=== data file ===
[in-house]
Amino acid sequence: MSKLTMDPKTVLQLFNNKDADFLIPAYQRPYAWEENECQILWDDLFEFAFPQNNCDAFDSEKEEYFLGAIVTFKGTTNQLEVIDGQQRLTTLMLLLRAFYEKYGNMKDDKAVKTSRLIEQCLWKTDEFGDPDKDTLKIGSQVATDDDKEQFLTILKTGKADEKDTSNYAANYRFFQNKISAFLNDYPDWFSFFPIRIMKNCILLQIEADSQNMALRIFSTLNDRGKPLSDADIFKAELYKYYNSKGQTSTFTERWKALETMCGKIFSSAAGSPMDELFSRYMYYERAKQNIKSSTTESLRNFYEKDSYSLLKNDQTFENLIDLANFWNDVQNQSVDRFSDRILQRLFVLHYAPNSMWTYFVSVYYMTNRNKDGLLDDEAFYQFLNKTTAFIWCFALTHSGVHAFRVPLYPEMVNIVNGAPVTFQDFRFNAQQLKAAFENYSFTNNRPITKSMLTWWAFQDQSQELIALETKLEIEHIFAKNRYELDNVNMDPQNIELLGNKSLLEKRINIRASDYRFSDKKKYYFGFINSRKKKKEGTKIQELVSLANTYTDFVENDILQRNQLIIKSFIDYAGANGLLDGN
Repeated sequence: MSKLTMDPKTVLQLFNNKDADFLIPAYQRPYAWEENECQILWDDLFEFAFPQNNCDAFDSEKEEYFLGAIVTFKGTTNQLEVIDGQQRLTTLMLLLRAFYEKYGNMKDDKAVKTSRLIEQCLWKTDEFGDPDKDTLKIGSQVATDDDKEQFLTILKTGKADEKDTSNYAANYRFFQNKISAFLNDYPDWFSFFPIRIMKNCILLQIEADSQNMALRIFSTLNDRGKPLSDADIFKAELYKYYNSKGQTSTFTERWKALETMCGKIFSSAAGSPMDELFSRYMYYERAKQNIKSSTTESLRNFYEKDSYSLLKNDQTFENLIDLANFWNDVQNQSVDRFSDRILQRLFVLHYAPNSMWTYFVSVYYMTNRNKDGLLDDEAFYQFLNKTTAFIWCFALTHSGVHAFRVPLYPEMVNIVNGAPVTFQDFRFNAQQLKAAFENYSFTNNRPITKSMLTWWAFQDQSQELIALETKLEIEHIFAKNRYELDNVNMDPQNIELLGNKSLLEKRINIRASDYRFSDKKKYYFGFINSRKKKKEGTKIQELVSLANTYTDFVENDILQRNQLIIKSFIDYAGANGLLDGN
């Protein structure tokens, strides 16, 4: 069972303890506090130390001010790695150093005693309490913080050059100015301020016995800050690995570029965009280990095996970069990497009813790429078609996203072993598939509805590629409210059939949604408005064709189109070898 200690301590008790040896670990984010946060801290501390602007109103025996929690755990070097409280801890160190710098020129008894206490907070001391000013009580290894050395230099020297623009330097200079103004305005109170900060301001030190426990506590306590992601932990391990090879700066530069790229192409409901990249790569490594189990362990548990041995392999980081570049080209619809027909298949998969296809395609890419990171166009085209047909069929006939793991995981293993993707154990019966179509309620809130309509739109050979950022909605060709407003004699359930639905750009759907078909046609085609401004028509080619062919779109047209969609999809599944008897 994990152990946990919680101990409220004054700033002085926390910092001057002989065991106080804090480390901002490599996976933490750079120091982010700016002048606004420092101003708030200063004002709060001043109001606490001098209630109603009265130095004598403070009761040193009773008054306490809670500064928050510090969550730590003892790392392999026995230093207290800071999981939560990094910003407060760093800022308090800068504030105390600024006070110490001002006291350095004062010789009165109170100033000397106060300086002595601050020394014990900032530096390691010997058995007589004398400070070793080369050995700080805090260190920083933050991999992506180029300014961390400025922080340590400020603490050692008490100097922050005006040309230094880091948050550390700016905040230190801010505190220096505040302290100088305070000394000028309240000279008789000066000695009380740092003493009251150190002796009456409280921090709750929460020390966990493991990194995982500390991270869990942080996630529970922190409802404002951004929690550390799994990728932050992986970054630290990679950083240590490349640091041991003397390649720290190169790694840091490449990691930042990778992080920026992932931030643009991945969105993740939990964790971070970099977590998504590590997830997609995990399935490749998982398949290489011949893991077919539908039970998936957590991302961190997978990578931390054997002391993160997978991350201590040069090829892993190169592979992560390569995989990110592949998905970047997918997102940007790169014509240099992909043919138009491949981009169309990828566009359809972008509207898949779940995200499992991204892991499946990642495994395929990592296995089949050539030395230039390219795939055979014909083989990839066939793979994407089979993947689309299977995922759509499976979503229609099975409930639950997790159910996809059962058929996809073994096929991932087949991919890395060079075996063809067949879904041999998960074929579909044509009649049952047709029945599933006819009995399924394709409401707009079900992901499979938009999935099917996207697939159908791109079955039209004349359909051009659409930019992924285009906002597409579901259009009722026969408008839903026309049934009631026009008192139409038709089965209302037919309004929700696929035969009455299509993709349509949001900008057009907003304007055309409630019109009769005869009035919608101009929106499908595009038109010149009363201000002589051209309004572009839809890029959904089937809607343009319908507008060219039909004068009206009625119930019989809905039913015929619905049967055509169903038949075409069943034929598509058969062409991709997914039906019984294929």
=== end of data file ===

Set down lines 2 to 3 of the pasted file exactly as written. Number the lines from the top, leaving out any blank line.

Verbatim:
Amino acid sequence: MSKLTMDPKTVLQLFNNKDADFLIPAYQRPYAWEENECQILWDDLFEFAFPQNNCDAFDSEKEEYFLGAIVTFKGTTNQLEVIDGQQRLTTLMLLLRAFYEKYGNMKDDKAVKTSRLIEQCLWKTDEFGDPDKDTLKIGSQVATDDDKEQFLTILKTGKADEKDTSNYAANYRFFQNKISAFLNDYPDWFSFFPIRIMKNCILLQIEADSQNMALRIFSTLNDRGKPLSDADIFKAELYKYYNSKGQTSTFTERWKALETMCGKIFSSAAGSPMDELFSRYMYYERAKQNIKSSTTESLRNFYEKDSYSLLKNDQTFENLIDLANFWNDVQNQSVDRFSDRILQRLFVLHYAPNSMWTYFVSVYYMTNRNKDGLLDDEAFYQFLNKTTAFIWCFALTHSGVHAFRVPLYPEMVNIVNGAPVTFQDFRFNAQQLKAAFENYSFTNNRPITKSMLTWWAFQDQSQELIALETKLEIEHIFAKNRYELDNVNMDPQNIELLGNKSLLEKRINIRASDYRFSDKKKYYFGFINSRKKKKEGTKIQELVSLANTYTDFVENDILQRNQLIIKSFIDYAGANGLLDGN
Repeated sequence: MSKLTMDPKTVLQLFNNKDADFLIPAYQRPYAWEENECQILWDDLFEFAFPQNNCDAFDSEKEEYFLGAIVTFKGTTNQLEVIDGQQRLTTLMLLLRAFYEKYGNMKDDKAVKTSRLIEQCLWKTDEFGDPDKDTLKIGSQVATDDDKEQFLTILKTGKADEKDTSNYAANYRFFQNKISAFLNDYPDWFSFFPIRIMKNCILLQIEADSQNMALRIFSTLNDRGKPLSDADIFKAELYKYYNSKGQTSTFTERWKALETMCGKIFSSAAGSPMDELFSRYMYYERAKQNIKSSTTESLRNFYEKDSYSLLKNDQTFENLIDLANFWNDVQNQSVDRFSDRILQRLFVLHYAPNSMWTYFVSVYYMTNRNKDGLLDDEAFYQFLNKTTAFIWCFALTHSGVHAFRVPLYPEMVNIVNGAPVTFQDFRFNAQQLKAAFENYSFTNNRPITKSMLTWWAFQDQSQELIALETKLEIEHIFAKNRYELDNVNMDPQNIELLGNKSLLEKRINIRASDYRFSDKKKYYFGFINSRKKKKEGTKIQELVSLANTYTDFVENDILQRNQLIIKSFIDYAGANGLLDGN